A senior U.S. official urged the Turkish government to act in full transparency with its coalition partners about its moves in Syria. The official was responding to a question regarding Turkish military build-up near the Syrian border town of Afrin, where the PKK terrorist group's Syrian military wing is in control.
The American official, who spoke on condition of anonymity due to government protocols, was briefing the media about U.S. Secretary of State Rex Tillerson's upcoming visit to Istanbul on July 9. Tillerson will attend the World Petroleum Congress to receive an award, and he will deliver a speech on energy security and its importance to U.S. National Security.
U.S. officials said they anticipate that Tillerson would speak with senior Turkish leaders about Turkish contributions to the fight against Daesh. Several Washington insiders last week speculated that both sides have been negotiating on post-Raqqa settlement, specifically about what kind of body would take control of the city following the liberation and to what extent the People's Protection Units (YPG) would have influence over the civilian administration.
Despite the U.S.'s guarantees on the independence of the so-called Raqqa Civil Council, the YPG-led Syrian Democratic Forces already appointed Layla Mohammed, a well-known Kurdish figure with ties to the YPG, as co-chair for the council. It is not clear how U.S. would suffice Turkey's demands in this regard.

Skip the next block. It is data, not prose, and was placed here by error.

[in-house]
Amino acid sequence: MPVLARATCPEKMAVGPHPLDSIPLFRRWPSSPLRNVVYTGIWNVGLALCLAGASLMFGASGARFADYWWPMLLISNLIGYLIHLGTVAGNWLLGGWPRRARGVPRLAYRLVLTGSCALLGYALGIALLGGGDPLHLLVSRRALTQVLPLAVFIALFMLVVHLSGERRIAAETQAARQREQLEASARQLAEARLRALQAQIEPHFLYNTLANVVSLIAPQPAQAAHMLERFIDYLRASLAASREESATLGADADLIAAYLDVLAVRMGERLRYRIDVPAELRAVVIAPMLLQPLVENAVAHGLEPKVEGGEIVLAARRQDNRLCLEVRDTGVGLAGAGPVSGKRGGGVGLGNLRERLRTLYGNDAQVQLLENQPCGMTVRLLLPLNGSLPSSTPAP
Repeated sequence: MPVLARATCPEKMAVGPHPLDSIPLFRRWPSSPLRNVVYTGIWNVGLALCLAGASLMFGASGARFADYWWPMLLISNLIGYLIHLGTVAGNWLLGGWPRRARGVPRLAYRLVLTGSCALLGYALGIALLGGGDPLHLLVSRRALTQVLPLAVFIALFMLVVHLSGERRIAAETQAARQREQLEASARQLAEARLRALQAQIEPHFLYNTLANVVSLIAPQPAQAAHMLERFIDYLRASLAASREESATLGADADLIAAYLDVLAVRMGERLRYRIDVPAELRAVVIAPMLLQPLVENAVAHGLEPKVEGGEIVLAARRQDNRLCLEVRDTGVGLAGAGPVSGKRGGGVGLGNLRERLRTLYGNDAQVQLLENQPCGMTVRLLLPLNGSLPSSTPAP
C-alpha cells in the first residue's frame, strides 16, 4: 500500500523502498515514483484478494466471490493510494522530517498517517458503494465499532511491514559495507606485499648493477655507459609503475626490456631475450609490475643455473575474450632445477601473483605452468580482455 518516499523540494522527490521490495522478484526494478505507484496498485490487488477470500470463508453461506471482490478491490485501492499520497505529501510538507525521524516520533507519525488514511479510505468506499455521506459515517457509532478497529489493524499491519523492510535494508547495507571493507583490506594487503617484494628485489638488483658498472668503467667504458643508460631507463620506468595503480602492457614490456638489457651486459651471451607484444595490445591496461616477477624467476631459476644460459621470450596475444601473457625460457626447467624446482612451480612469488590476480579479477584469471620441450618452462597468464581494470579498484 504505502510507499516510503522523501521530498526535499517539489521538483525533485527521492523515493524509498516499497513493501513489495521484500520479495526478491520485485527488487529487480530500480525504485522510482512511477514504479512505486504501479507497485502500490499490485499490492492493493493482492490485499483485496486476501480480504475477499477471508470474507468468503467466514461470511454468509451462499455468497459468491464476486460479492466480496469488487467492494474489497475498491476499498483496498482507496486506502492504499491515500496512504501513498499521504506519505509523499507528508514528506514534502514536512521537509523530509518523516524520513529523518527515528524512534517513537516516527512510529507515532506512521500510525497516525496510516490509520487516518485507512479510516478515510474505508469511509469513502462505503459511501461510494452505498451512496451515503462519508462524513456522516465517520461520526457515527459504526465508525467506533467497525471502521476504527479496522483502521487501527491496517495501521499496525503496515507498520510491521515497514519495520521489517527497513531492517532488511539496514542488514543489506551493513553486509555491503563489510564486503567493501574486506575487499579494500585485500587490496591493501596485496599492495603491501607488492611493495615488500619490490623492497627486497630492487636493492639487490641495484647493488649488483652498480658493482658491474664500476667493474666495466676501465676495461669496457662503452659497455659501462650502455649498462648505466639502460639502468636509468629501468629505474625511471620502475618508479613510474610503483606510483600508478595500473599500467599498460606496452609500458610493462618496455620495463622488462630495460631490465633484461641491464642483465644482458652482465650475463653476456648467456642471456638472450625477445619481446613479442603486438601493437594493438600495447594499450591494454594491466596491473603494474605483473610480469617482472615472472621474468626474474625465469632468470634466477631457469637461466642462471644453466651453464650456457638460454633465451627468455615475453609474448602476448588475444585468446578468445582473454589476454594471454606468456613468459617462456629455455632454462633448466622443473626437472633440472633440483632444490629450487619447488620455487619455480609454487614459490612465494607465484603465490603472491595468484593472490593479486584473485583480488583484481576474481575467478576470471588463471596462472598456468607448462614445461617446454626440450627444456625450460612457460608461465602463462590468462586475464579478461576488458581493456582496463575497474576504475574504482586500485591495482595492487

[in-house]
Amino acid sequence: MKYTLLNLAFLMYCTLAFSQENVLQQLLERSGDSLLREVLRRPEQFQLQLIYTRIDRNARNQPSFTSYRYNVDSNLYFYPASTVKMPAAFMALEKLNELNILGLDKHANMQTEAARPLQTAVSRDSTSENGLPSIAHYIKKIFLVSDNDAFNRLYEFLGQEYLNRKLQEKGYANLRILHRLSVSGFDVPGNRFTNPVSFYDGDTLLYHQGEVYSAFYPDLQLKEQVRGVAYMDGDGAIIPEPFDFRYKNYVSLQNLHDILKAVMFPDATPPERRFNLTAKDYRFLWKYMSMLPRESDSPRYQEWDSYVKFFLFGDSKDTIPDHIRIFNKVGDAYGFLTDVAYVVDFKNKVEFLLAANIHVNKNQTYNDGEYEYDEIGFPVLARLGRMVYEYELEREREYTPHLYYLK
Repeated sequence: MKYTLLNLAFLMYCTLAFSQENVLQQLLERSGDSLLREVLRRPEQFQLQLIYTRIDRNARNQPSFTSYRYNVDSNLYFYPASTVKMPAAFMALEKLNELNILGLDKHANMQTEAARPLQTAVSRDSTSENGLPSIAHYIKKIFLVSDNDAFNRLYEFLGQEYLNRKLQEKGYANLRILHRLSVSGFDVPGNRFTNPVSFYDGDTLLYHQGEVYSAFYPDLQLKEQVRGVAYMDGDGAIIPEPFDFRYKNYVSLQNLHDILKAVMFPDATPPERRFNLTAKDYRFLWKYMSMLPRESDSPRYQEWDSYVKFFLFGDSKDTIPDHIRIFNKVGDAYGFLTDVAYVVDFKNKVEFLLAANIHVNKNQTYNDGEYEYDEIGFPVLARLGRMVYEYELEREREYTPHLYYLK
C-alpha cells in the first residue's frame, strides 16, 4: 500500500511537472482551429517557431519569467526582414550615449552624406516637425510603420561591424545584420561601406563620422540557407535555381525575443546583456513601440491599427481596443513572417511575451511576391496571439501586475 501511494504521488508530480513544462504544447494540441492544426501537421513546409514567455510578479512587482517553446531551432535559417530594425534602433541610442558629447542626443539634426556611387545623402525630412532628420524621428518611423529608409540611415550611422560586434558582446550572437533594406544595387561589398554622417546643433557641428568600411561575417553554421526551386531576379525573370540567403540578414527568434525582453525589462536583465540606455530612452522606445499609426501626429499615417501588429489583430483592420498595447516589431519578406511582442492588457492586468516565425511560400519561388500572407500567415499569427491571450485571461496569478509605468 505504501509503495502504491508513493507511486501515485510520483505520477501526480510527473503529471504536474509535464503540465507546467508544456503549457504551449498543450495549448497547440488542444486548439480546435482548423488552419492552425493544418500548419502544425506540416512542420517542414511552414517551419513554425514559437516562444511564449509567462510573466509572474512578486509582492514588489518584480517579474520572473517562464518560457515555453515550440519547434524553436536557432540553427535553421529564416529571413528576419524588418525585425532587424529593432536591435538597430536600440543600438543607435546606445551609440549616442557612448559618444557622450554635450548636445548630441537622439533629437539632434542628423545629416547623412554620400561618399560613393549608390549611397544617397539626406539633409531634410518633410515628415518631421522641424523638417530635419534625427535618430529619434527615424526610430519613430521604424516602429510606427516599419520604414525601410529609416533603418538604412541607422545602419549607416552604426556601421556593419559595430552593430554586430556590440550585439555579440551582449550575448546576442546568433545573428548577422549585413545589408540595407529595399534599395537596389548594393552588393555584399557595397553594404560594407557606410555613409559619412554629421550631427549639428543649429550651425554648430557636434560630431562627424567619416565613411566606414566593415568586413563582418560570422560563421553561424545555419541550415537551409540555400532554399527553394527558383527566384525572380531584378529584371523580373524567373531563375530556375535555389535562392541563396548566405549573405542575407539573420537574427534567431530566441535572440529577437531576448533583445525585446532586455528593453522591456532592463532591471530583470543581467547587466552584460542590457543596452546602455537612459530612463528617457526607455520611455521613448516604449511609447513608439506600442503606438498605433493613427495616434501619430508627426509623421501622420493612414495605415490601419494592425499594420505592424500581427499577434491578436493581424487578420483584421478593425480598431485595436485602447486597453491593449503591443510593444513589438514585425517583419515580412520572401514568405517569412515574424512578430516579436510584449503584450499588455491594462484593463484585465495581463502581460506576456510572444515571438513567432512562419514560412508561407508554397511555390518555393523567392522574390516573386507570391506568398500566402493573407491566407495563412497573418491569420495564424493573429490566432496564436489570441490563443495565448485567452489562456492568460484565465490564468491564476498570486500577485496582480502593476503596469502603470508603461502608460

Turkey also ramped up its military activities near Afrin located north western corner of the country. Reports in Turkish media suggested that Turkish-backed Free Syrian Army (FSA) would try to clear the YPG out of Tal Rifat and then link the Azaz area to opposition stronghold Idlib. YPG commanders lashed out at this scenario on Wednesday and thousands of people with YPG flags protested against an FSA move in Afrin.
Deputy Prime Minister Numan Kurtulmuş initially dismissed the expectations on an imminent Turkish-backed military operation on Afrin, and said Turkey was increasing its military presence as a precaution against cross border fire coming out of the YPG-held enclave.
Meanwhile the U.S. official said, "We want to stay in close touch with Turks on developments on the ground and reinforce our message to them that any action that they take or we take needs to be done in full transparency with the rest of the coalition, to make sure that there are no surprises and that we're working towards the same goal."
Last year Turkey cleared Daesh out of the border town of Jarablus with a surprise operation that caught Washington off guard. Ankara was impatient about the U.S.'s silence over the YPG's further moves toward the Daesh-held city in a bid to link SDF-held territories along the Turkish border.